“There is going to be a Lincoln High. Google it. How many of them are there in the country?” she said. “These people have lived their lives. They are celebrated. They are gone.”

In fact, she said the time spent responding to the backlash is taking the board away “from the work we would like to be doing … opening schools and improving distance learning, for students that won’t be able to return right away.”

The San Francisco Unified School District’s board president, Gabriela Lopez, supported the renaming, but ultimately sided with its critics, announcing Sunday she would shelf the renaming effort until after schools reopened.

“We need to slow down and provide more opportunities for community input,” Lopez wrote on Twitter on Sunday. “That cannot happen until AFTER our schools are back in person.”

A pedestrian walks below a sign for Dianne Feinstein Elementary School in San Francisco, on Dec. 17, 2020.Jeff Chiu / AP file

Why change the names?

Villaluna said the impetus for renaming was born from a simple desire: wanting their future kindergartener to go to a school named after a local person who helped the community.

“Why can’t we find new heroes to uplift?” they asked. “I’m just a parent who loves my kid and wants to be invested in our public school district. You think it’s going to stay a local thing, but it always gets blown up at a national level.”

The process, organizers said, was started in response to the 2017 Unite the Right rally in Charlottesville, Virginia, when white supremacists gathered in opposition to removing a statue of Confederate Gen. Robert E. Lee.

“I definitely understand the impulse to rethink some of the local school names in San Francisco, in light of what happened in Charlottesville,” said Riché Richardson, an associate professor of African American literature at Cornell University.

Richardson helped spark debate to rename Aunt Jemima, explaining what the name and symbol meant, its racist legacy and how the syrup and pancake mix brand perpetuated an anti-Black plantation myth.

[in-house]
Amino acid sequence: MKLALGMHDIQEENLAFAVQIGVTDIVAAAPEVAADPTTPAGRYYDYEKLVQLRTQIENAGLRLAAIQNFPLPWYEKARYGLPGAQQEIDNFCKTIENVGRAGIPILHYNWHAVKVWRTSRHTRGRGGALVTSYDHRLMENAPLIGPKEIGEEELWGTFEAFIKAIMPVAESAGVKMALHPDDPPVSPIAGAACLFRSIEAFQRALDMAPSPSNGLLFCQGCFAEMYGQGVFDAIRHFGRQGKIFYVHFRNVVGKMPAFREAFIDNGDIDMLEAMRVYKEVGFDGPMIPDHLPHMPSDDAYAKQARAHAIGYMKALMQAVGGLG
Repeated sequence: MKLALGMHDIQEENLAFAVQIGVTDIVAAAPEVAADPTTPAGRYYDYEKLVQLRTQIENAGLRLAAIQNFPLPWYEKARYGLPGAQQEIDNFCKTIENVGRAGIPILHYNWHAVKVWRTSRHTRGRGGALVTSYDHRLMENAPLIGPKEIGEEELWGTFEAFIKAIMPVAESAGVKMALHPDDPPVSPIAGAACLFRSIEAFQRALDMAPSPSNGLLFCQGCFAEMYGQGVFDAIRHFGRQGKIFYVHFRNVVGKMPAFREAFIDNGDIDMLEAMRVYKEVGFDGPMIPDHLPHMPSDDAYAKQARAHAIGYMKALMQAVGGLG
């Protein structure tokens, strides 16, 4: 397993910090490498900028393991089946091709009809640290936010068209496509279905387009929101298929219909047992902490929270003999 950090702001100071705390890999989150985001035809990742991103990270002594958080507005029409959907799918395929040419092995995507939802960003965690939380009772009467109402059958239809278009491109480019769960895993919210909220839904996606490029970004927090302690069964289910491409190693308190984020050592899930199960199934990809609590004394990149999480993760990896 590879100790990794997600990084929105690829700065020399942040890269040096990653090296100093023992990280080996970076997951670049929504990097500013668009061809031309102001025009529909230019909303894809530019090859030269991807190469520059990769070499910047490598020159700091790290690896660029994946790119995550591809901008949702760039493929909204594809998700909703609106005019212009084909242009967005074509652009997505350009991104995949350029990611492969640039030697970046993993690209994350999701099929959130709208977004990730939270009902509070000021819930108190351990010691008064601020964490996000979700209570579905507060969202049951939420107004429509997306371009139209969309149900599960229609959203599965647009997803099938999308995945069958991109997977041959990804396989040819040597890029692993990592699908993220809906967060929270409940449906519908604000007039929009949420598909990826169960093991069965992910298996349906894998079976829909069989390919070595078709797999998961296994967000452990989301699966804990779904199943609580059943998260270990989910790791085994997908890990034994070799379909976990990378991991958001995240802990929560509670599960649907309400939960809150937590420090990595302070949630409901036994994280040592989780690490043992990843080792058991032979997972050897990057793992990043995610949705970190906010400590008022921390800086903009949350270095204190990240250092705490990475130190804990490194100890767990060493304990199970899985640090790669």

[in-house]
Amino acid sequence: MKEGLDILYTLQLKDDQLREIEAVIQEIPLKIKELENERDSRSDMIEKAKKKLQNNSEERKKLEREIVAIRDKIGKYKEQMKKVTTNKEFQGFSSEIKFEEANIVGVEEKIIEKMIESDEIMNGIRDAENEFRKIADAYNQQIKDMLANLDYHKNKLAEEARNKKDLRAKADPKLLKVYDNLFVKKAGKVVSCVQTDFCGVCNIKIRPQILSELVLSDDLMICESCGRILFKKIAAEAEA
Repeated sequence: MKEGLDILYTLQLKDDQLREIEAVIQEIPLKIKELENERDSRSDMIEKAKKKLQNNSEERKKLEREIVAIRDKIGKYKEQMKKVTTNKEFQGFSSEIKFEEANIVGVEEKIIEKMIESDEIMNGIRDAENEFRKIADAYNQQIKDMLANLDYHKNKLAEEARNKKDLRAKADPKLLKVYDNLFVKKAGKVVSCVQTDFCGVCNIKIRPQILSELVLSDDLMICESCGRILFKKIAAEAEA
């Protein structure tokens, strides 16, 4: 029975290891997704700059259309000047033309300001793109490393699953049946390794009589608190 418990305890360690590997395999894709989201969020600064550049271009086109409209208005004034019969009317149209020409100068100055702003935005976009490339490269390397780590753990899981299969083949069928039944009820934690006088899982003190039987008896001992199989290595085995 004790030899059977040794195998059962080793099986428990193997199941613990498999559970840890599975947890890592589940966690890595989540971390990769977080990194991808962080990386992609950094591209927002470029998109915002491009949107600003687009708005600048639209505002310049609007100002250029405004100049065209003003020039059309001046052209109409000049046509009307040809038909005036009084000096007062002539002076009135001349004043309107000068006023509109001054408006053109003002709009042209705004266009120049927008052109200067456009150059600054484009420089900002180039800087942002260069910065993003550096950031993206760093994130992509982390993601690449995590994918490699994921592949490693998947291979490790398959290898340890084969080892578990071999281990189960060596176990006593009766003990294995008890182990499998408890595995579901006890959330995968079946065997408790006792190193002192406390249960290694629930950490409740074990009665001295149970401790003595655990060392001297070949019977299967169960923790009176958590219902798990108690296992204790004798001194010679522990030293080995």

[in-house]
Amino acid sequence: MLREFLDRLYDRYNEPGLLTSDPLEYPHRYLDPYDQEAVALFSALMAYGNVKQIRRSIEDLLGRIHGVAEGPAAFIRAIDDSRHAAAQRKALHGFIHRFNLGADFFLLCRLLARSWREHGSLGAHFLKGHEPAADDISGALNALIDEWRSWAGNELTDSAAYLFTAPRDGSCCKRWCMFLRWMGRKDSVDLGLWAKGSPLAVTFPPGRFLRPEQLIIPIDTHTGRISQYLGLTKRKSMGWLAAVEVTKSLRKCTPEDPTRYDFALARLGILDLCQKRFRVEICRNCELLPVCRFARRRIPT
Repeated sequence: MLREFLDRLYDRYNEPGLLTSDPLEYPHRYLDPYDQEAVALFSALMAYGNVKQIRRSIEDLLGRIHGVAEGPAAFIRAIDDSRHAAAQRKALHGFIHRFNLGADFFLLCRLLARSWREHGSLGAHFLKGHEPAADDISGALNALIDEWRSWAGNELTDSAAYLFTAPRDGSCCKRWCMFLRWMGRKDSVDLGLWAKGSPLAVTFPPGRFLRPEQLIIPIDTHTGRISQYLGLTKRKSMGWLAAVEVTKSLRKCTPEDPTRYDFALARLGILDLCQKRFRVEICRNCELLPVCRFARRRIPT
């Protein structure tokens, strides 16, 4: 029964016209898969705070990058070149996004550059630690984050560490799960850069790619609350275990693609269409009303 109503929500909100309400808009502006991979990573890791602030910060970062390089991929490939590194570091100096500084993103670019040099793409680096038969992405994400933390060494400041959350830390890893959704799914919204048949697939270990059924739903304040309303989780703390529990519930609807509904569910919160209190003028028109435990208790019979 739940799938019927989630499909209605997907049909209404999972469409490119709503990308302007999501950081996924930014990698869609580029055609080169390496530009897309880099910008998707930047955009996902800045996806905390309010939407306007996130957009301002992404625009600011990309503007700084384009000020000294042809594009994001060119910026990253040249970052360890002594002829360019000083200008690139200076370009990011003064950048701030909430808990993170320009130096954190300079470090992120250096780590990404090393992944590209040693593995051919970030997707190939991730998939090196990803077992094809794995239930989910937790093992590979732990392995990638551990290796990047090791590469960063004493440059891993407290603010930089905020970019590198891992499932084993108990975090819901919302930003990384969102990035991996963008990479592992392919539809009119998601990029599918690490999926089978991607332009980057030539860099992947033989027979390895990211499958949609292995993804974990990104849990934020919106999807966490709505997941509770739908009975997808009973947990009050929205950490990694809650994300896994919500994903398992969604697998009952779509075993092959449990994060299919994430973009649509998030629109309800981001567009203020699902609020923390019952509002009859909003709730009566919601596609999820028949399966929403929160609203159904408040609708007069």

“We have to be careful,” she said. “Ideally one wants as much public buy-in as possible. This is especially important because there are so many different points of views floating around, people need to understand the rationales for the changes in order for them to accept them.”

Brandee Marckmann, who spearheaded the initiative at the elementary school where she is a parent, felt she’d rather her child not attend a school named for a segregationist former mayor.

Along with members of the school board and other parents, she had been working on this issue for a few years, largely in volunteer committees that, through community input, tried to find a path forward.

Instead of engaging with the issue, critics want to smear those working toward progress as “erasing history,” she said. What these critics create, in her opinion, is a culture where building inclusivity is impossible without “whitelash,” no matter the community’s wishes.

Marckmann said the people she’s been in contact with did buy into the change and were excited about choosing new names. Students became involved, researching not only the people for whom their schools were named, but also local figures they could possibly propose for new ones. All of a sudden, kids cared about local history and topography, Marckmann said, wanting to know who came before them and helped get their city to where it is today.

This isn’t the first time the school district faced backlash when trying to update its schools. In 2019, the school board caused an uproar by deciding to paint over a series of murals at George Washington High School that showed Washington owning slaves and beginning the conquest of Native Americans. The board ultimately reversed its decision, instead choosing to cover the murals. But the damage was done.